On Saturday, Attorney General Rutledge filed an emergency motion with the Arkansas Supreme Court to overturn the stay of execution.
Ward had been scheduled to be put to death tonight. Don Davis, who is believed to have an IQ of 70, would now be the only inmate executed tonight if the injunction is overturned.
The large number of executions in such a short period of time is unprecedented and will likely result in additional so-called botched executions.
“They have attempted to carry out these executions in a rush without any concern for what could go wrong,” Robert Dunham, executive director of the Death Penalty Information Center, told the Los Angeles Times on Saturday.
Arkansas planned to conduct two double executions, on April 20 and 24, which are now temporarily on hold. No state has attempted a double execution since the 2014 execution of Clayton Lockett in Oklahoma. Lockett writhed in pain for 43 minutes during the execution. Prison officials halted the execution after his vein had blown and Lockett succumbed to a heart attack shortly after. Oklahoma officials had to cancel the second planned execution. A report found that the stress caused by the double execution schedule contributed to the mistakes made by the prison staff.
Nearly two dozen prison officials signed a letter sent to Arkansas Governor Asa Hutchinson last month, raising concerns over the multiple execution schedule, including the mental and emotional harm it would cause to the staff charged with carrying out the executions.
The anesthetic to be used in the executions, midazolam, does not reliably render prisoners unconscious and unable to feel pain, which has resulted in a number of executions gone wrong, including that of Lockett.
In hearings held last week, a number of medical experts testified that midazolam was not a strong enough sedative and that its use in the executions would result in serious pain and suffering.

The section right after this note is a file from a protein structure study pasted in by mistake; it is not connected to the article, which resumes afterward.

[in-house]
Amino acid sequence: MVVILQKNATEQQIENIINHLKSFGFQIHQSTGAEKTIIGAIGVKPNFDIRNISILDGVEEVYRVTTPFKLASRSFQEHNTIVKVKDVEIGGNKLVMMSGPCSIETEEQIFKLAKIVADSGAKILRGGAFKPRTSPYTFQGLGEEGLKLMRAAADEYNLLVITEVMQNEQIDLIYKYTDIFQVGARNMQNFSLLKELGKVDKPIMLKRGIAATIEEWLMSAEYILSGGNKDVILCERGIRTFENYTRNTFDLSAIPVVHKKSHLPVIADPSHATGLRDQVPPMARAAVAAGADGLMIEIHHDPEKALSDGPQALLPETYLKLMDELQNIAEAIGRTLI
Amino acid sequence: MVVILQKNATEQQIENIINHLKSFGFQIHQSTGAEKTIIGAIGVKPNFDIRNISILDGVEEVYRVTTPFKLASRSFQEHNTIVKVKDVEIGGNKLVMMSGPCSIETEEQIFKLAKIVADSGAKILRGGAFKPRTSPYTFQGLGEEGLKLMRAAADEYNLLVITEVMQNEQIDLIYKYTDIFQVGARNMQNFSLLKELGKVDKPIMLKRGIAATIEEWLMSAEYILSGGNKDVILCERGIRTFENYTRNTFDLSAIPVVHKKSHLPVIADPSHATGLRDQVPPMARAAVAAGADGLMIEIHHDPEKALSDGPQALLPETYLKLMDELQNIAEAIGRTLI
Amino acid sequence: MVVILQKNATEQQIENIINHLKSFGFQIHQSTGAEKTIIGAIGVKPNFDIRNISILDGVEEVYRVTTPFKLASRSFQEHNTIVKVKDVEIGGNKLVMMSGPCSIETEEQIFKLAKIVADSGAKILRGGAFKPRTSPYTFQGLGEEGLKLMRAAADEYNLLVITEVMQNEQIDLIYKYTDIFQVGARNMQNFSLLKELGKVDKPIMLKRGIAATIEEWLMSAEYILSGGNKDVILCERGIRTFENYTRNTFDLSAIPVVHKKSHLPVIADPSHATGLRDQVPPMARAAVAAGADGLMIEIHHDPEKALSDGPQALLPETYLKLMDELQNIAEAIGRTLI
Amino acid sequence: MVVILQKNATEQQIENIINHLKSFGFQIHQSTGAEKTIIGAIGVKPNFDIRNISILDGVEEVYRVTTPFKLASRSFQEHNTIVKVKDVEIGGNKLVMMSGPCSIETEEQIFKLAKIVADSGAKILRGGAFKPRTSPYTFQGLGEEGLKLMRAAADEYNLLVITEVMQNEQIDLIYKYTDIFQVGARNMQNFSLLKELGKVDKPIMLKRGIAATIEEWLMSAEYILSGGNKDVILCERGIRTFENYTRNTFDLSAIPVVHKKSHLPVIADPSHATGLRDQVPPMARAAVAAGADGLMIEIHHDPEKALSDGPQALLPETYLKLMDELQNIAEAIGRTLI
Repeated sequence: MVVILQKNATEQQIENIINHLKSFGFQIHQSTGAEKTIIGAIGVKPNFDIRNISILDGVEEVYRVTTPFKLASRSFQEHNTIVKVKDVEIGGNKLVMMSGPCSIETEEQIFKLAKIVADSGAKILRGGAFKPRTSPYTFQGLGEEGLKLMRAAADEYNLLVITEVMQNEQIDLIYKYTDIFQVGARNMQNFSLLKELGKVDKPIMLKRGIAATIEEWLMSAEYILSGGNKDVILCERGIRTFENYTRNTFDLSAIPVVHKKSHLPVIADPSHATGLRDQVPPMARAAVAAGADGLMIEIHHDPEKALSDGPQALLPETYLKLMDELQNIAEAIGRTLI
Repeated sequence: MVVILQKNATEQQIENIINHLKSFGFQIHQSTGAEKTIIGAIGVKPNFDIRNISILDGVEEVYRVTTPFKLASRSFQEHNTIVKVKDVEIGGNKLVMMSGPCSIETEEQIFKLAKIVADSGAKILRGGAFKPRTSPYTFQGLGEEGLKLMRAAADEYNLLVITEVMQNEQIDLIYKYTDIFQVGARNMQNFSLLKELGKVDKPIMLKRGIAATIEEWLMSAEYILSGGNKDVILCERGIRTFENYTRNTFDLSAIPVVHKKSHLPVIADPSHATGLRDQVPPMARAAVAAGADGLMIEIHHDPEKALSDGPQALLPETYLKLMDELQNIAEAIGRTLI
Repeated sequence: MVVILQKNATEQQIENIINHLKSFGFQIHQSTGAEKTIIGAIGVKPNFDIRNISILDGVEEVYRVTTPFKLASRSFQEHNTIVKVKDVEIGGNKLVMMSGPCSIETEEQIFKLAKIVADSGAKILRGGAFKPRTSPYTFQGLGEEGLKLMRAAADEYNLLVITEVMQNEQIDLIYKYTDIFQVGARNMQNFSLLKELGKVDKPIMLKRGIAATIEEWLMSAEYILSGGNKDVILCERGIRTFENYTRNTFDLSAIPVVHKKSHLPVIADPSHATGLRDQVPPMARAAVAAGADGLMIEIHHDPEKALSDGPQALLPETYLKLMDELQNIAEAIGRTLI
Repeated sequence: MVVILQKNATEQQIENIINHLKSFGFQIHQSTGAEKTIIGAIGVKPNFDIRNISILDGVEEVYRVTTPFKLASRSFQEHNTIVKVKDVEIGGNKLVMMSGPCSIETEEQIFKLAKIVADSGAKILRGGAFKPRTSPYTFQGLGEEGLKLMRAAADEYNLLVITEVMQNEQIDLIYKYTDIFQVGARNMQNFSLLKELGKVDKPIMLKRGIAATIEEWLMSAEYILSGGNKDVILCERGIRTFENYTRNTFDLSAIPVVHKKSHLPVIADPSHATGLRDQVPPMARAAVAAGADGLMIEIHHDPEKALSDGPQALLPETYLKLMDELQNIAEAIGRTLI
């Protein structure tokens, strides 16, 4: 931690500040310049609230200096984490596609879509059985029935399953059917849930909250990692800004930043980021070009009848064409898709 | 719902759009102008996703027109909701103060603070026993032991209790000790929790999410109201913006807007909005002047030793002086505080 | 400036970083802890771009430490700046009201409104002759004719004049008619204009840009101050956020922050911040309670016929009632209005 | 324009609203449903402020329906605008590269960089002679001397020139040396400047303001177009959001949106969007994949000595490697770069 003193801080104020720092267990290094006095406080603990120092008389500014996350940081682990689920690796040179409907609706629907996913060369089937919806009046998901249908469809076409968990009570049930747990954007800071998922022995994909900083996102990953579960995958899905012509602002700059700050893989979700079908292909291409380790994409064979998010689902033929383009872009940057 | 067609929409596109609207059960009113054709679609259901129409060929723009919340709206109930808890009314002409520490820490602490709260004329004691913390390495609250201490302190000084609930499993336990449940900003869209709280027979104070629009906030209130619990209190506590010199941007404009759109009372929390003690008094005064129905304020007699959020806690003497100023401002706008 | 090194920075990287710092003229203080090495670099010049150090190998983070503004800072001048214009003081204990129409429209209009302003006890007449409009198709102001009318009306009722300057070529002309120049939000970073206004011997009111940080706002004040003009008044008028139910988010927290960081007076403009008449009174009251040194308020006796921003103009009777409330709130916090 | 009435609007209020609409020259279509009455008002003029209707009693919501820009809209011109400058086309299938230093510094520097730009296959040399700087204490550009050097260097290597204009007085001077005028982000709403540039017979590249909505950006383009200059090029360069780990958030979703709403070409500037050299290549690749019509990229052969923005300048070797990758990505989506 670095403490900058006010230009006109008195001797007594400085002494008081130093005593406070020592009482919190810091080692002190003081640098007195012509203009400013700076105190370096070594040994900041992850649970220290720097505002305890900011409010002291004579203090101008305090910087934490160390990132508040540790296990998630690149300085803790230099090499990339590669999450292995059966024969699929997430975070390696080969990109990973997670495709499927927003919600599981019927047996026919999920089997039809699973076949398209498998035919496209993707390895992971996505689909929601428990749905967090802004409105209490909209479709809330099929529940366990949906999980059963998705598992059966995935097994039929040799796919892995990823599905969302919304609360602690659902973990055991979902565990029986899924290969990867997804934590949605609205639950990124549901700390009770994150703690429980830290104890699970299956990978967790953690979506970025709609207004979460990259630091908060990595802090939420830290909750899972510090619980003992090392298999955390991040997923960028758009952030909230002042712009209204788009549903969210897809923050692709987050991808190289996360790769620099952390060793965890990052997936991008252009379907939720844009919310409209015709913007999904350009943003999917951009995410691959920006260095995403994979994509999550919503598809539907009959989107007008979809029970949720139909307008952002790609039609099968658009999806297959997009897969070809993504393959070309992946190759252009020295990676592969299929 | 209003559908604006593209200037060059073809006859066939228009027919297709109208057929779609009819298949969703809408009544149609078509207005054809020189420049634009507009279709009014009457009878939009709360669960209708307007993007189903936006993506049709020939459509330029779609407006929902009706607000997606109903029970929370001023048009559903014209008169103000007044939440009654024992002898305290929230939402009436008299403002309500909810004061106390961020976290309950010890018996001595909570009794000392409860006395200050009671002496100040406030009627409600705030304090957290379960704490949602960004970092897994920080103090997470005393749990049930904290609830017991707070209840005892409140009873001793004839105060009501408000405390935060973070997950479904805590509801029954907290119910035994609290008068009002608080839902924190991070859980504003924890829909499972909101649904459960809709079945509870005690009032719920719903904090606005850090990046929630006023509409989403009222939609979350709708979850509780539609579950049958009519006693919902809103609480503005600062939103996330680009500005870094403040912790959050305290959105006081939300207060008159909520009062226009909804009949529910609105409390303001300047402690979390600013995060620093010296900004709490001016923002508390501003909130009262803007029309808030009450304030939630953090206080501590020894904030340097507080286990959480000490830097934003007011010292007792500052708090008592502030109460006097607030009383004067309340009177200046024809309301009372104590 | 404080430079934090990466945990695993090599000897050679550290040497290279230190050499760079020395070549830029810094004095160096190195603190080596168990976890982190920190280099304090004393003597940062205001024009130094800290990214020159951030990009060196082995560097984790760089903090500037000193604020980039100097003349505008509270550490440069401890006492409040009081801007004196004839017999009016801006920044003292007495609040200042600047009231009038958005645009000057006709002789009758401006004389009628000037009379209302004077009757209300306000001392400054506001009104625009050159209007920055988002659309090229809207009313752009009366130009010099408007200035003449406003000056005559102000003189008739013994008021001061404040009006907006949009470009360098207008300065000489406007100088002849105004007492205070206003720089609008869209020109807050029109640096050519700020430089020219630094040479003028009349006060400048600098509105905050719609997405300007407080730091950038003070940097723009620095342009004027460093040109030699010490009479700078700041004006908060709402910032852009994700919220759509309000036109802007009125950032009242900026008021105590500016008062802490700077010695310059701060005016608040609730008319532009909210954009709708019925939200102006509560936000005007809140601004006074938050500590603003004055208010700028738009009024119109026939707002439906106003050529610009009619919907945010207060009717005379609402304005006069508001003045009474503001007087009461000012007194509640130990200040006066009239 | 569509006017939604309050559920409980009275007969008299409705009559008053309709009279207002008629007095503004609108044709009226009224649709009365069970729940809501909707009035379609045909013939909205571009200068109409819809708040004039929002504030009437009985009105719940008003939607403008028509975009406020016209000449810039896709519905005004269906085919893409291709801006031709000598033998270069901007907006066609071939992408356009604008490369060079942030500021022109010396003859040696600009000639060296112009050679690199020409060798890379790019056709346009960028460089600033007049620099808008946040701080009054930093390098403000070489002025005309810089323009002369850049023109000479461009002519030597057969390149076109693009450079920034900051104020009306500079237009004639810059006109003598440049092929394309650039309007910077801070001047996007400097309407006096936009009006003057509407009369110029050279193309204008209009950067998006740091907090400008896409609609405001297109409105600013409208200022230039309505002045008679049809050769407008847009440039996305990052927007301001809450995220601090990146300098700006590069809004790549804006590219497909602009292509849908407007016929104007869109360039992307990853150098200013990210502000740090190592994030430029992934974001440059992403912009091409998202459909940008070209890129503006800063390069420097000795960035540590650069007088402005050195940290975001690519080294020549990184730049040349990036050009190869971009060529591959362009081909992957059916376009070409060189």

“The threat of irreparable harm to the plaintiffs is significant: if midazolam does not adequately anesthetize plaintiffs, or if their executions are ‘botched,’ they will suffer severe pain before they die,” Judge Baker wrote in her ruling.
Nonetheless, states continue to use the drug for lethal injections. The US Supreme Court ruled in 2015 that its use in executions does not constitute cruel or unusual punishment.
The delay issued by the judge on Saturday reflects a nervousness in ruling circles that the barbaric assembly line executions planned in Arkansas are provoking widespread revulsion.
The Arkansas Coalition to Abolish the Death Penalty held a rally in Little Rock, the state capital, on Friday where one of the speakers was Damien Echols. Echols and two others spent 18 years on death row in Arkansas until their release in 2011 in a plea deal that allowed them to claim their innocence. DNA evidence emerged challenging their 1993 convictions for the murder of three young boys.
In an interview with the New York Times last week, Echols said that he was living proof “that the state of Arkansas does indeed sentence innocent people to death, despite how infallible these politicians would have you believe the system is.”
According to the Death Penalty Information Center, since 1973, 157 individuals sentenced to death and living on death row have subsequently been exonerated.